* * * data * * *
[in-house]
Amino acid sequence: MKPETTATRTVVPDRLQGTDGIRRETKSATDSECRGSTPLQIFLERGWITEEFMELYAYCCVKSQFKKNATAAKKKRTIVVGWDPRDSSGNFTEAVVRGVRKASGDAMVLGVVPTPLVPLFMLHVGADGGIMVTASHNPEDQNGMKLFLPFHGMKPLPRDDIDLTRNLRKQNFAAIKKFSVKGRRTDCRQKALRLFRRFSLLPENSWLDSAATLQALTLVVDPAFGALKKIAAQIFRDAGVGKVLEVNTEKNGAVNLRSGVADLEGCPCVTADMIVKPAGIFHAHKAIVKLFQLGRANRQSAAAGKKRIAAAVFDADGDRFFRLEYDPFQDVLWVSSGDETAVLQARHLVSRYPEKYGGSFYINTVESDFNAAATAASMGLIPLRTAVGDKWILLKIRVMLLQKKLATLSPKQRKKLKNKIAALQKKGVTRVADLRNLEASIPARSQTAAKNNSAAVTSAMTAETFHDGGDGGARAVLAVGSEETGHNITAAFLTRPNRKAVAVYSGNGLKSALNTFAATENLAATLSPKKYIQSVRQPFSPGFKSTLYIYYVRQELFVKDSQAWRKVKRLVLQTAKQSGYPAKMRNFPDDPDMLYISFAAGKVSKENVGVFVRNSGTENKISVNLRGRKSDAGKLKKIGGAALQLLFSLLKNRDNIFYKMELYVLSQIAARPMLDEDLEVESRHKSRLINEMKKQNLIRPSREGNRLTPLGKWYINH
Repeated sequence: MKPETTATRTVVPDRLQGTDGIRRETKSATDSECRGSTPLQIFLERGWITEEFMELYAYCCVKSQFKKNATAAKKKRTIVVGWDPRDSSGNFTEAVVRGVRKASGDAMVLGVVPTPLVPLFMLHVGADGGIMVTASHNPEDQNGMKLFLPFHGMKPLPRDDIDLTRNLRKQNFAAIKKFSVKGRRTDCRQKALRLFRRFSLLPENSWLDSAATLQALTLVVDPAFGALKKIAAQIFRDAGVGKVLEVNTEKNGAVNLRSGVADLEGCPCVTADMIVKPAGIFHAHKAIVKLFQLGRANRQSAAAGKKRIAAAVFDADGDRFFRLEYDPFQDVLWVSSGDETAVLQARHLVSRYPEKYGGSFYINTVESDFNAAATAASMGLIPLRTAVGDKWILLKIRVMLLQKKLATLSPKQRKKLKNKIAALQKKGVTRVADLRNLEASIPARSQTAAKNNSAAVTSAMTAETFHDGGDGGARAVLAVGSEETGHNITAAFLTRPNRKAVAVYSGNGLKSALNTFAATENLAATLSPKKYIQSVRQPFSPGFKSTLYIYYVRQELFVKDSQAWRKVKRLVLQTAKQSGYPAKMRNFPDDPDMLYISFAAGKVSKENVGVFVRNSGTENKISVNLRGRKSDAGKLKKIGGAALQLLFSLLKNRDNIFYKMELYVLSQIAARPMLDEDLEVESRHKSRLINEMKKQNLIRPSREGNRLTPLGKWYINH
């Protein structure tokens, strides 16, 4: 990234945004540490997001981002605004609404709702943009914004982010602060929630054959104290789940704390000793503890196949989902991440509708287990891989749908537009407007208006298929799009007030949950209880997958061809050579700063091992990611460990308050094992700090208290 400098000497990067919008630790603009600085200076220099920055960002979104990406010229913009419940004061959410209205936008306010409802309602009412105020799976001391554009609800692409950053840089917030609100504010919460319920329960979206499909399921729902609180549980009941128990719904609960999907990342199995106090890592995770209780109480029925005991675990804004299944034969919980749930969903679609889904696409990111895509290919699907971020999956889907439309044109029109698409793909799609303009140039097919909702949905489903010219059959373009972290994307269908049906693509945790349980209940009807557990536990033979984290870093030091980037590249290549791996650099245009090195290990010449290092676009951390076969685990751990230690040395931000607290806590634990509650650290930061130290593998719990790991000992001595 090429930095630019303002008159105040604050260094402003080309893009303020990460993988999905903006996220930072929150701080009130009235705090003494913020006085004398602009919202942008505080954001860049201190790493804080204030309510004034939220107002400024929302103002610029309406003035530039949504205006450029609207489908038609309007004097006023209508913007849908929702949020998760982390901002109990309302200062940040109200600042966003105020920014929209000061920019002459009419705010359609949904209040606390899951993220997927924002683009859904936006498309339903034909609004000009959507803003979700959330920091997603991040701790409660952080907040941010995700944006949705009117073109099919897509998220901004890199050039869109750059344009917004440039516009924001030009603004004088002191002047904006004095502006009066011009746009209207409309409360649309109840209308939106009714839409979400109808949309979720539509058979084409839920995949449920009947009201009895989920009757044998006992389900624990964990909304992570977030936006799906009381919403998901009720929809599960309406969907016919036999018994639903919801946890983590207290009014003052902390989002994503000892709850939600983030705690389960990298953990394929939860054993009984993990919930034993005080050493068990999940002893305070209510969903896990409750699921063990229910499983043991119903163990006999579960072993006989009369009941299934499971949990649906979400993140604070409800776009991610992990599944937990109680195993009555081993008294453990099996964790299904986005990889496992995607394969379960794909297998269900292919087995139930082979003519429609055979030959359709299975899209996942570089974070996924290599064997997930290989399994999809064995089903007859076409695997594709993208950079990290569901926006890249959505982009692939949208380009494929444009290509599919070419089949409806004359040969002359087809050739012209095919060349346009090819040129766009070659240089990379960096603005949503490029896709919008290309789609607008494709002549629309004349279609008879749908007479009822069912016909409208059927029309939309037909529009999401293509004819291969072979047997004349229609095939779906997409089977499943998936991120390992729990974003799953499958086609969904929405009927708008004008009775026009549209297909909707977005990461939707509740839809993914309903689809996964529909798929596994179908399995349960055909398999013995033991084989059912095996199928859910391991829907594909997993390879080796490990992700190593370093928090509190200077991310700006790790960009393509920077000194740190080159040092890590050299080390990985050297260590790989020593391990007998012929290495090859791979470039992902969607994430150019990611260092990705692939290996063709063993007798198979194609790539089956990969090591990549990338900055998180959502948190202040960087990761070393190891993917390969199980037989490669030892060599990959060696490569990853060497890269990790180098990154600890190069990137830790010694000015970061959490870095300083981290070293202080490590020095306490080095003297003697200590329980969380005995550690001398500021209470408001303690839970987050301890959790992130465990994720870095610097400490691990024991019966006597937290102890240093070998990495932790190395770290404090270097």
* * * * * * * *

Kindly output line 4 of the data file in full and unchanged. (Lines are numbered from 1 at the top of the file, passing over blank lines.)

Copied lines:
């Protein structure tokens, strides 16, 4: 990234945004540490997001981002605004609404709702943009914004982010602060929630054959104290789940704390000793503890196949989902991440509708287990891989749908537009407007208006298929799009007030949950209880997958061809050579700063091992990611460990308050094992700090208290 400098000497990067919008630790603009600085200076220099920055960002979104990406010229913009419940004061959410209205936008306010409802309602009412105020799976001391554009609800692409950053840089917030609100504010919460319920329960979206499909399921729902609180549980009941128990719904609960999907990342199995106090890592995770209780109480029925005991675990804004299944034969919980749930969903679609889904696409990111895509290919699907971020999956889907439309044109029109698409793909799609303009140039097919909702949905489903010219059959373009972290994307269908049906693509945790349980209940009807557990536990033979984290870093030091980037590249290549791996650099245009090195290990010449290092676009951390076969685990751990230690040395931000607290806590634990509650650290930061130290593998719990790991000992001595 090429930095630019303002008159105040604050260094402003080309893009303020990460993988999905903006996220930072929150701080009130009235705090003494913020006085004398602009919202942008505080954001860049201190790493804080204030309510004034939220107002400024929302103002610029309406003035530039949504205006450029609207489908038609309007004097006023209508913007849908929702949020998760982390901002109990309302200062940040109200600042966003105020920014929209000061920019002459009419705010359609949904209040606390899951993220997927924002683009859904936006498309339903034909609004000009959507803003979700959330920091997603991040701790409660952080907040941010995700944006949705009117073109099919897509998220901004890199050039869109750059344009917004440039516009924001030009603004004088002191002047904006004095502006009066011009746009209207409309409360649309109840209308939106009714839409979400109808949309979720539509058979084409839920995949449920009947009201009895989920009757044998006992389900624990964990909304992570977030936006799906009381919403998901009720929809599960309406969907016919036999018994639903919801946890983590207290009014003052902390989002994503000892709850939600983030705690389960990298953990394929939860054993009984993990919930034993005080050493068990999940002893305070209510969903896990409750699921063990229910499983043991119903163990006999579960072993006989009369009941299934499971949990649906979400993140604070409800776009991610992990599944937990109680195993009555081993008294453990099996964790299904986005990889496992995607394969379960794909297998269900292919087995139930082979003519429609055979030959359709299975899209996942570089974070996924290599064997997930290989399994999809064995089903007859076409695997594709993208950079990290569901926006890249959505982009692939949208380009494929444009290509599919070419089949409806004359040969002359087809050739012209095919060349346009090819040129766009070659240089990379960096603005949503490029896709919008290309789609607008494709002549629309004349279609008879749908007479009822069912016909409208059927029309939309037909529009999401293509004819291969072979047997004349229609095939779906997409089977499943998936991120390992729990974003799953499958086609969904929405009927708008004008009775026009549209297909909707977005990461939707509740839809993914309903689809996964529909798929596994179908399995349960055909398999013995033991084989059912095996199928859910391991829907594909997993390879080796490990992700190593370093928090509190200077991310700006790790960009393509920077000194740190080159040092890590050299080390990985050297260590790989020593391990007998012929290495090859791979470039992902969607994430150019990611260092990705692939290996063709063993007798198979194609790539089956990969090591990549990338900055998180959502948190202040960087990761070393190891993917390969199980037989490669030892060599990959060696490569990853060497890269990790180098990154600890190069990137830790010694000015970061959490870095300083981290070293202080490590020095306490080095003297003697200590329980969380005995550690001398500021209470408001303690839970987050301890959790992130465990994720870095610097400490691990024991019966006597937290102890240093070998990495932790190395770290404090270097």